So if you want to build a combined app, the first question you should ask is: will it be a console app or a GUI app? At first, you might think the thing to do is build a console app since it can always run a GUI. There's nothing that says a console app can't create windows or process messages. What makes a console app a console app is that Windows will create a console for it if none exists. But therein lies the problem: if you run a console app from Windows—by double-clicking from Windows Explorer or a shortcut—then Windows will create a console. You can destroy the console by calling FreeConsole, but the console window flashes briefly, announcing to the whole world that you don't really know what you're doing.
OK then, make it a GUI app. But then how do you write to the console? There are many articles explaining how to reroute printf or cout to the console, but they all involve creating a new console window, not using the one that already exists if the program is invoked from the command line. Even if there were a way to use the existing console, how do you know whether your app was invoked from Windows Explorer or a command prompt?
There's a new (for Windows XP) function that would seem to be just the ticket: AttachConsole. This function lets you "attach" your program to a console window of another process. If you use the special process ID ATTACH_PARENT_CONSOLE, AttachConsole attaches to the console from which your program was invoked. Great! But there're two problems. First, AttachConsole only exists in Windows XP, so if you want your program to run in other versions of Windows, you're out of luck; and second, AttachConsole doesn't work exactly as hoped. You can write stuff to the console, but the command prompt is all messed up after your program exits—oops!
In short, a Windows-based app must be either a console app or a GUI app and there's no way to have your cake and eat it too. (Unless you want to write your own startup code—which is waaaay more than I'm up for tonight!) But you know it can be done because I already told you Visual Studio does it—but how?
If you look in your Visual Studio hierarchy, you'll discover that there are actually two—count 'em—programs: devenv.exe and devenv.com. Does anyone remember what a .com is? I don't mean the Web kind, I mean the executable kind. Way, way back when you were just a tot, Windows-based programs had large, small, and huge memory models. There was another model called the compact or tiny model, which produced a different kind of executable with a .com extension. (.com files were a sort of direct memory image that required no fixups on loading, which made them extremely fast—but they had to be small.) Well, memory models are no more, and now all executables use the PE format. But the command interpreter still recognizes .com files as executables, and you can rename any program from foo.exe to foo.com and it'll still execute by typing the name. So the trick is to create two programs: foo.com and foo.exe. One a console app; the other, a Windows-based app.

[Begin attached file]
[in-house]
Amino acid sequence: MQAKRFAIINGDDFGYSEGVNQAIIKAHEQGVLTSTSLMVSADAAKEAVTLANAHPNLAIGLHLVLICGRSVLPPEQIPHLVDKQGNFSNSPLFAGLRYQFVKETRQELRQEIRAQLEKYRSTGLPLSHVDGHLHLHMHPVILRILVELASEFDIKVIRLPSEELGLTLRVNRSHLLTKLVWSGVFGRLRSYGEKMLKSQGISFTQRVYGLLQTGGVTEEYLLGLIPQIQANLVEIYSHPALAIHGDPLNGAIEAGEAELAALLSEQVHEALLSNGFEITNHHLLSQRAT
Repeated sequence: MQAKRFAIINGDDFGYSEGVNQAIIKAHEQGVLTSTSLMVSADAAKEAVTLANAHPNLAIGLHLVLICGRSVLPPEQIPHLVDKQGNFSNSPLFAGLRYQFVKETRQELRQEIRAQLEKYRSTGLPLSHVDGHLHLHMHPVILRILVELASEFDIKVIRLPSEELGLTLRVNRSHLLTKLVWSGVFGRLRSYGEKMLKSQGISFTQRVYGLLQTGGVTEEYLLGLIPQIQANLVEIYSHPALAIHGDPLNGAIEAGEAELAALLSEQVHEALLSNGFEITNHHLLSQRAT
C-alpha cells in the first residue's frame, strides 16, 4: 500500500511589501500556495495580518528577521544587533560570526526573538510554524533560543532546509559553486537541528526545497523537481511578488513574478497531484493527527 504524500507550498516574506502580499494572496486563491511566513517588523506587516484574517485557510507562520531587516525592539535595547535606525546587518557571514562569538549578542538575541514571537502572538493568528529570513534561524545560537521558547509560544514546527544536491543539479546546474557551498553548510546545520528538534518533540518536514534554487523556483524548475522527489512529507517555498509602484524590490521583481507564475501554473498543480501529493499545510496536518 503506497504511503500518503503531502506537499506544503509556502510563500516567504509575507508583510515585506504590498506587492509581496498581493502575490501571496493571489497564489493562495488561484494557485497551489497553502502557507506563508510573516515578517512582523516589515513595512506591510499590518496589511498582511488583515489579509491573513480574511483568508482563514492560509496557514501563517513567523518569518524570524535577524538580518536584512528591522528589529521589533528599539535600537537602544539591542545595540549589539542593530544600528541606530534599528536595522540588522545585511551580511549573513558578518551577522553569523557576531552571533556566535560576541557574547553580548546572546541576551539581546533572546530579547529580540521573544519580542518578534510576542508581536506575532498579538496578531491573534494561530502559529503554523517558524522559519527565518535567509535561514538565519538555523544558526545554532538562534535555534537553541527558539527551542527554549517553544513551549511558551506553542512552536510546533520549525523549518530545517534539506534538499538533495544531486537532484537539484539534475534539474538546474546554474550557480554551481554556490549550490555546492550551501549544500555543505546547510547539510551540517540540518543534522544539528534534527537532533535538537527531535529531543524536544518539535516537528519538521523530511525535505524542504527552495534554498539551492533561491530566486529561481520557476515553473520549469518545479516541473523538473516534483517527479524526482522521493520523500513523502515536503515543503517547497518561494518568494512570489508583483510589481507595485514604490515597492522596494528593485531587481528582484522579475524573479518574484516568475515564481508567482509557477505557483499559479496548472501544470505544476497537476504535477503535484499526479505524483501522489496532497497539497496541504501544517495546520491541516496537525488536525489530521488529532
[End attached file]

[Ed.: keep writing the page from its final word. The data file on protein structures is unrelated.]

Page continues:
Figure 2 Process List in a Dialog 
To show how this works, I modified the lp (list processes) program from my July 2002 column to give it the hybrid GUI/console treatment. If you type ListProc with no arguments, it lists the processes in a dialog like the one in Figure 2. If you type ListProc -c, it lists them on the console as in Figure 3. ListProc has two main program files: ListProc.cpp, which is a normal MFC app; and ListProc-cons.cpp, which is a console app. Both programs call the same module, EnumProc, to actually generate the process list. ListProc-cons processes its command line and either displays information on the console or—if there are no command-line args—invokes the GUI version by calling ShellExecute:
// change myself.com to myself.exe and run
TCHAR lpExeName[_MAX_FNAME];
GetModuleFileName(NULL, lpExeName, _MAX_FNAME);
LPTSTR ext = lpExeName + _tcslen(lpExeName) - 3;
_tcscpy(ext,_T("exe"));
ShellExecute(NULL, _T("open"), 
  lpExeName, NULL, NULL, SW_SHOWNORMAL);
Figure 3 Process List in a Console 
Figure 4 shows the complete code for ListProc-cons. The Visual Studio solution file has two projects: ListProc and ListProc-cons. The latter has a custom build step to rename the output file ListProc-cons.exe to ListProc.com (see Figure 5). When you install your program, make sure you put both the .com and the .exe in the same directory, and make sure any shortcuts you create point to the .exe. That way, running directly from Windows invokes the EXE, whereas running from a console invokes the COM (Windows prefers .com to .exe if both exist in the user's PATH). Got it?
////////////////////////////////////////////////////////////////
// ListProc.cpp shows how to write an app that can run from a single EXE 
// as either a console or GUI app. To run in GUI mode, just type the name 
// of the program with command-line args. To run in console/batch mode, 
// type the name followed by any option, such as -help.
//
#include "stdafx.h"
#include "EnumProc.h"

static void help();
static BOOL bBare=FALSE;
static BOOL bClassName=FALSE;
static BOOL bTitle=FALSE;

// check for switch: / or -
inline BOOL isswitch(TCHAR c) { return c==L'/' || c==L'-'; }

/////////////////
// Main entry point for console app.
//
int _tmain(int argc, _TCHAR* argv[])
{
   HANDLE hcon = GetStdHandle(STD_OUTPUT_HANDLE);
   TRACE("hcon=%p\n",hcon);

   if (argc <= 1) {
      // Invoked with no command-line args: run in GUI mode.
      TCHAR lpExeName[_MAX_FNAME];
      GetModuleFileName(NULL, lpExeName, _MAX_FNAME);
      LPTSTR ext = lpExeName + _tcslen(lpExeName) - 3;
      _tcscpy(ext,_T("exe"));
      ShellExecute(NULL, _T("open"), lpExeName, NULL, NULL, SW_SHOWNORMAL);
      return 0;
   }

   // Parse command line. Switches can come in any order.